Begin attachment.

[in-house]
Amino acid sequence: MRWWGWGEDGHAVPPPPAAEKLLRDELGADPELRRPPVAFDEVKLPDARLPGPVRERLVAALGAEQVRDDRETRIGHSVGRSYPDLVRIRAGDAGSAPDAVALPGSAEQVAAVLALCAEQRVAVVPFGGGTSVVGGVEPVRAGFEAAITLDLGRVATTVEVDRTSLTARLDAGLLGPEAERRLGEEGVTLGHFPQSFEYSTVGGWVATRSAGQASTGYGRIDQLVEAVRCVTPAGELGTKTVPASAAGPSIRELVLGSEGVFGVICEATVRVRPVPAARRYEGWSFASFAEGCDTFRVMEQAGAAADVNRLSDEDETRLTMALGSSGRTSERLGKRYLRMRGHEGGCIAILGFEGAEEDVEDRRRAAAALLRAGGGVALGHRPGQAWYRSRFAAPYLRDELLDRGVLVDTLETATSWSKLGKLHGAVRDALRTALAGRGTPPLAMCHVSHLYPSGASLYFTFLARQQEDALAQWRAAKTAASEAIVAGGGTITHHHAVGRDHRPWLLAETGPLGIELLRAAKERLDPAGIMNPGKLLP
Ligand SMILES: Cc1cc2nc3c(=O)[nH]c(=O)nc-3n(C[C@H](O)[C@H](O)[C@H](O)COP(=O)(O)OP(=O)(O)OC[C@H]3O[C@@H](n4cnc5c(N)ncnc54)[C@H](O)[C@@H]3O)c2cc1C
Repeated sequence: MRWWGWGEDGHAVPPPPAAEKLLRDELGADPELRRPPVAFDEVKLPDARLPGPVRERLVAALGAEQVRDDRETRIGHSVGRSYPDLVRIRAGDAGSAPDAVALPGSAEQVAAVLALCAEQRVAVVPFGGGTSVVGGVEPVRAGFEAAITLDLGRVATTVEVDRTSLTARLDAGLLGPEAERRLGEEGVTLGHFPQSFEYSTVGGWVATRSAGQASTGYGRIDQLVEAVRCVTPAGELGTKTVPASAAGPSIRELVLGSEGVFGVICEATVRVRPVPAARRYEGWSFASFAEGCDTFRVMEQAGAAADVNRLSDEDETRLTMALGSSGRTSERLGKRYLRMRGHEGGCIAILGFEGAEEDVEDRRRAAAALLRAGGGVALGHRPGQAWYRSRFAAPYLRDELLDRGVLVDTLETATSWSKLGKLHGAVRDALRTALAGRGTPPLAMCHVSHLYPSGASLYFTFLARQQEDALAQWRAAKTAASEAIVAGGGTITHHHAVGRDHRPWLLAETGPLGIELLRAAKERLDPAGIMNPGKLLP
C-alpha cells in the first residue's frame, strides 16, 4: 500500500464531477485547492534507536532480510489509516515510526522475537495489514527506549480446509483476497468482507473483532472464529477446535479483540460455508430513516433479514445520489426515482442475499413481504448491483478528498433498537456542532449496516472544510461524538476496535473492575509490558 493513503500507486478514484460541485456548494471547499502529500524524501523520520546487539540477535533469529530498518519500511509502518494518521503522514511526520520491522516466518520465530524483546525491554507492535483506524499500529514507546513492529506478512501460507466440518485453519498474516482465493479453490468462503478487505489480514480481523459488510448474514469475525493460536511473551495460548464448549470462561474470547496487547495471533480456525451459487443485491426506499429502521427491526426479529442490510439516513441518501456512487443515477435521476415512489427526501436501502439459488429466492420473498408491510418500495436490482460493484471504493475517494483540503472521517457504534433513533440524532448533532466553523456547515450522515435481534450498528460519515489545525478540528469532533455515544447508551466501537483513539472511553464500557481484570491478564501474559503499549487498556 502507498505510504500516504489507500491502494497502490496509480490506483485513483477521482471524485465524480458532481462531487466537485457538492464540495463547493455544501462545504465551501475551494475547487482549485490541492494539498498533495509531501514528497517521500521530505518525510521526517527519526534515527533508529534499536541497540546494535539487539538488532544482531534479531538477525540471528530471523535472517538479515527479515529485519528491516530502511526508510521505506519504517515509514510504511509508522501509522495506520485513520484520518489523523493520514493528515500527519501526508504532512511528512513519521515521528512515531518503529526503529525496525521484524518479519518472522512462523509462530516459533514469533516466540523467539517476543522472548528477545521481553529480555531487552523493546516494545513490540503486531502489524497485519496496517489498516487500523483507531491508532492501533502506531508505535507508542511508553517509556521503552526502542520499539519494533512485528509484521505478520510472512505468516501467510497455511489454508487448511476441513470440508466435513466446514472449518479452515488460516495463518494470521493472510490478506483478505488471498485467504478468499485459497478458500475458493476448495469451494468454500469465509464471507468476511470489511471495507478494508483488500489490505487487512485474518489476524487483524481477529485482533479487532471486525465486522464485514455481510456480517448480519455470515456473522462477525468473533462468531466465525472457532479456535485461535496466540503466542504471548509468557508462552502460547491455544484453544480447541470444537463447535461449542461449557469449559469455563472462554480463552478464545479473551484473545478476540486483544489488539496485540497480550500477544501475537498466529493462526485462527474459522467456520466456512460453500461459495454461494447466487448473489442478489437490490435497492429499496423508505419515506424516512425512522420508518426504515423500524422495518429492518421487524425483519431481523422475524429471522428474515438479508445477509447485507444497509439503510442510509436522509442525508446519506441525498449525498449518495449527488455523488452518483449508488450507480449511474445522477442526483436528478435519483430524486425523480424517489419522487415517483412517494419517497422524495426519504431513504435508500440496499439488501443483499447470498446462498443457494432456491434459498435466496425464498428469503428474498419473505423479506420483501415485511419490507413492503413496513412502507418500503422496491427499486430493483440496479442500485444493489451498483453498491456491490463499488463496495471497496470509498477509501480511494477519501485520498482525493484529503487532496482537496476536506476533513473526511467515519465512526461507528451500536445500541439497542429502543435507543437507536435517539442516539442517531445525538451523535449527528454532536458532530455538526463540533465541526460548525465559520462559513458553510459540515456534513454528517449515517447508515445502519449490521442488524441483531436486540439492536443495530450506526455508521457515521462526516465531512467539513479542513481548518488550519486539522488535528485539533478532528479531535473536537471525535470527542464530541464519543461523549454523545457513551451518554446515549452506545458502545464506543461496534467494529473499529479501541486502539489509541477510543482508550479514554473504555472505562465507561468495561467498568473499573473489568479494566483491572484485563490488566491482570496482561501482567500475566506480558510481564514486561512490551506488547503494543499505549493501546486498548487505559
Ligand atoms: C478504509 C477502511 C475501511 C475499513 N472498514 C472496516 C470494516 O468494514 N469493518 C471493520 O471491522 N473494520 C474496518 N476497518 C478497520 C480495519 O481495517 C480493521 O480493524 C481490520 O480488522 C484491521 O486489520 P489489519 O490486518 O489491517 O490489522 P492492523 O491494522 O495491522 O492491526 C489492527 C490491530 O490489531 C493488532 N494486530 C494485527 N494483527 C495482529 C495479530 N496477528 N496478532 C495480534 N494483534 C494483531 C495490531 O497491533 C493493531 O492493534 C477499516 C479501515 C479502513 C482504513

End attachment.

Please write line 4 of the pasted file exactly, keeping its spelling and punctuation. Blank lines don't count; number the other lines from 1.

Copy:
Repeated sequence: MRWWGWGEDGHAVPPPPAAEKLLRDELGADPELRRPPVAFDEVKLPDARLPGPVRERLVAALGAEQVRDDRETRIGHSVGRSYPDLVRIRAGDAGSAPDAVALPGSAEQVAAVLALCAEQRVAVVPFGGGTSVVGGVEPVRAGFEAAITLDLGRVATTVEVDRTSLTARLDAGLLGPEAERRLGEEGVTLGHFPQSFEYSTVGGWVATRSAGQASTGYGRIDQLVEAVRCVTPAGELGTKTVPASAAGPSIRELVLGSEGVFGVICEATVRVRPVPAARRYEGWSFASFAEGCDTFRVMEQAGAAADVNRLSDEDETRLTMALGSSGRTSERLGKRYLRMRGHEGGCIAILGFEGAEEDVEDRRRAAAALLRAGGGVALGHRPGQAWYRSRFAAPYLRDELLDRGVLVDTLETATSWSKLGKLHGAVRDALRTALAGRGTPPLAMCHVSHLYPSGASLYFTFLARQQEDALAQWRAAKTAASEAIVAGGGTITHHHAVGRDHRPWLLAETGPLGIELLRAAKERLDPAGIMNPGKLLP